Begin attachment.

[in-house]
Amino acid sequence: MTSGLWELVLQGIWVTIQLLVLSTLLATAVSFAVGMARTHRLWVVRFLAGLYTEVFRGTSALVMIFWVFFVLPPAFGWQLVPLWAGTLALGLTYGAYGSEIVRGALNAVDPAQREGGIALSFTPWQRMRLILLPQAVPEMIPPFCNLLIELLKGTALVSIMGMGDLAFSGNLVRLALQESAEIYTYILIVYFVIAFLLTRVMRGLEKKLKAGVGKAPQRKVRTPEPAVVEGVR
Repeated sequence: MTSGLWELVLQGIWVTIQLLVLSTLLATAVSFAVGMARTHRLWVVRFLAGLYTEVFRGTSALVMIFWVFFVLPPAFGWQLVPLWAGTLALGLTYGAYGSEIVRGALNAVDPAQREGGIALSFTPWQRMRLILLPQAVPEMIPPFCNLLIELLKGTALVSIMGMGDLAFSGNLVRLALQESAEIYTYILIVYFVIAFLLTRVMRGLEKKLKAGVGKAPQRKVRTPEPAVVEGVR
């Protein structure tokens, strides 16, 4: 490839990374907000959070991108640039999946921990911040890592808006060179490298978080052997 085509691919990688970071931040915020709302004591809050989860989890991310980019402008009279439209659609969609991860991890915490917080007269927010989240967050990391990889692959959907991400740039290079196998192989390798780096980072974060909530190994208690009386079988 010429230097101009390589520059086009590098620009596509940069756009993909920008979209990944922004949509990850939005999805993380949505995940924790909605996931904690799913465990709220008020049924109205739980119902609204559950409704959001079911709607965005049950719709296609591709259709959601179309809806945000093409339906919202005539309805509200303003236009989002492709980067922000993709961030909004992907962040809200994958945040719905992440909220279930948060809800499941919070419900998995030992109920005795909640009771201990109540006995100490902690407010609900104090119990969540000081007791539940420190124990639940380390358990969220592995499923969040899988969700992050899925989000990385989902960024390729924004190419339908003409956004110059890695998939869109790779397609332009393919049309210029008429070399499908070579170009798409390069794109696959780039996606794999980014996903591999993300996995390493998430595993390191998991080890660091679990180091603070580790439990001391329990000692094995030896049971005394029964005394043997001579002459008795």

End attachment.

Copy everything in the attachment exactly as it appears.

[in-house]
Amino acid sequence: MTSGLWELVLQGIWVTIQLLVLSTLLATAVSFAVGMARTHRLWVVRFLAGLYTEVFRGTSALVMIFWVFFVLPPAFGWQLVPLWAGTLALGLTYGAYGSEIVRGALNAVDPAQREGGIALSFTPWQRMRLILLPQAVPEMIPPFCNLLIELLKGTALVSIMGMGDLAFSGNLVRLALQESAEIYTYILIVYFVIAFLLTRVMRGLEKKLKAGVGKAPQRKVRTPEPAVVEGVR
Repeated sequence: MTSGLWELVLQGIWVTIQLLVLSTLLATAVSFAVGMARTHRLWVVRFLAGLYTEVFRGTSALVMIFWVFFVLPPAFGWQLVPLWAGTLALGLTYGAYGSEIVRGALNAVDPAQREGGIALSFTPWQRMRLILLPQAVPEMIPPFCNLLIELLKGTALVSIMGMGDLAFSGNLVRLALQESAEIYTYILIVYFVIAFLLTRVMRGLEKKLKAGVGKAPQRKVRTPEPAVVEGVR
């Protein structure tokens, strides 16, 4: 490839990374907000959070991108640039999946921990911040890592808006060179490298978080052997 085509691919990688970071931040915020709302004591809050989860989890991310980019402008009279439209659609969609991860991890915490917080007269927010989240967050990391990889692959959907991400740039290079196998192989390798780096980072974060909530190994208690009386079988 010429230097101009390589520059086009590098620009596509940069756009993909920008979209990944922004949509990850939005999805993380949505995940924790909605996931904690799913465990709220008020049924109205739980119902609204559950409704959001079911709607965005049950719709296609591709259709959601179309809806945000093409339906919202005539309805509200303003236009989002492709980067922000993709961030909004992907962040809200994958945040719905992440909220279930948060809800499941919070419900998995030992109920005795909640009771201990109540006995100490902690407010609900104090119990969540000081007791539940420190124990639940380390358990969220592995499923969040899988969700992050899925989000990385989902960024390729924004190419339908003409956004110059890695998939869109790779397609332009393919049309210029008429070399499908070579170009798409390069794109696959780039996606794999980014996903591999993300996995390493998430595993390191998991080890660091679990180091603070580790439990001391329990000692094995030896049971005394029964005394043997001579002459008795």